- Reporter and Chief Olympics correspondent for the New York Times
- Not Clearly Pro or Con to the question "Should Performance-Enhancing Drugs Be Accepted in Sports?"
“Baseball’s entire existence is built on a glorified culture of cheating, from amphetamines to spitballs, from pine-tar bats to stealing signs. Five of the top 12 all-time home run leaders have been linked to performance-enhancing drugs in some form. Those who have been talking lately about the ‘post-steroid era’ are being naive or willfully ignorant. History has shown that attempts to gain an advantage will never end.
Yet again, we are reminded that performance-enhancing drugs are pervasive in elite sport. The question is, what do we do about it? So far, the most forceful attempts to punish drug users – done by track and field and cycling – have backfired miserably. Instead of being applauded for determinedly catching those who dope, these sports have nearly been ruined because they are viewed not as vigilant but as infested…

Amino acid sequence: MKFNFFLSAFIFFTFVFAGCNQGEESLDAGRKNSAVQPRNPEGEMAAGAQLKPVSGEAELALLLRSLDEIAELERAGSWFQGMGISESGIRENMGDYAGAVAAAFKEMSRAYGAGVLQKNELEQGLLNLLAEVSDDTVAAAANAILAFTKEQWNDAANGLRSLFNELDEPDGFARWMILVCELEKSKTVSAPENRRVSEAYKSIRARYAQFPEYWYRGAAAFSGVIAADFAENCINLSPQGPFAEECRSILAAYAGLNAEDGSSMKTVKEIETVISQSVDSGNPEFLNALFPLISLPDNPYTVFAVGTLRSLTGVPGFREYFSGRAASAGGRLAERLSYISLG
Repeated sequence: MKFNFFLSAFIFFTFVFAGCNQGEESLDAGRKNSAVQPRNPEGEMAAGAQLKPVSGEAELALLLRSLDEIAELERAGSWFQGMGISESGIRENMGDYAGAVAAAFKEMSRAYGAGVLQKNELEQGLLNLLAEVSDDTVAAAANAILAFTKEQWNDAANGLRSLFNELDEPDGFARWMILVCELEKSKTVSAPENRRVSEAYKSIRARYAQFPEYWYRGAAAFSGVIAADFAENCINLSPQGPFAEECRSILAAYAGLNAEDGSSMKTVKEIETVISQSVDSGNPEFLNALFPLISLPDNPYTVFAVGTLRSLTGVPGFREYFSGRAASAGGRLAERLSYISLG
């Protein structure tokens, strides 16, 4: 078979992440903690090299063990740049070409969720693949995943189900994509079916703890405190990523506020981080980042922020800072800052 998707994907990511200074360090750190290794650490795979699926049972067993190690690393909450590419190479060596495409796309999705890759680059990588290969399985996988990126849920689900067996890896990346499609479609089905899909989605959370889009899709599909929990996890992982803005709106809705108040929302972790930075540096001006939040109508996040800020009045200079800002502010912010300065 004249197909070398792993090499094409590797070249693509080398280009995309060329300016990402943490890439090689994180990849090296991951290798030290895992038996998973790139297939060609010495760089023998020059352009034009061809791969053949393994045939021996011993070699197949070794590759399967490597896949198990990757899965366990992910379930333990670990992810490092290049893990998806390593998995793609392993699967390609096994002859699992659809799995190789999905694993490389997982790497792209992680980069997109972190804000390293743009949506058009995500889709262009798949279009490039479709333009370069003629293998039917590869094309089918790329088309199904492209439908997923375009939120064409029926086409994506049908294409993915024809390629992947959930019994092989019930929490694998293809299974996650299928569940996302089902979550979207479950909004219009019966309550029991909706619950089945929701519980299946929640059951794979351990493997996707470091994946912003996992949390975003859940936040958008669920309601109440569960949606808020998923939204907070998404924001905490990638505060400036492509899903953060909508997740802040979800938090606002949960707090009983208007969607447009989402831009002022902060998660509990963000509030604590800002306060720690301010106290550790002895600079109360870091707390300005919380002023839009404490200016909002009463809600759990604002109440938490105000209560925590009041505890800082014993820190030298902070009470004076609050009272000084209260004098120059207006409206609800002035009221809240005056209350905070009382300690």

Baseball must ask itself whether it is better to continue harsh punitive measures – which have had unintended consequences in other sports – or to educate athletes about doping and let them proceed at their own informed risk.”
“Drugs in Sports Creating Games of Illusion,” New York Times, Nov. 18, 2003
- Involvement and Affiliations:
- Reporter, New York Times
- Chief Olympics correspondent, New York Times
- Former sports writer, Philadelphia Inquirer
- None found
- Grew up in Eunice, Louisiana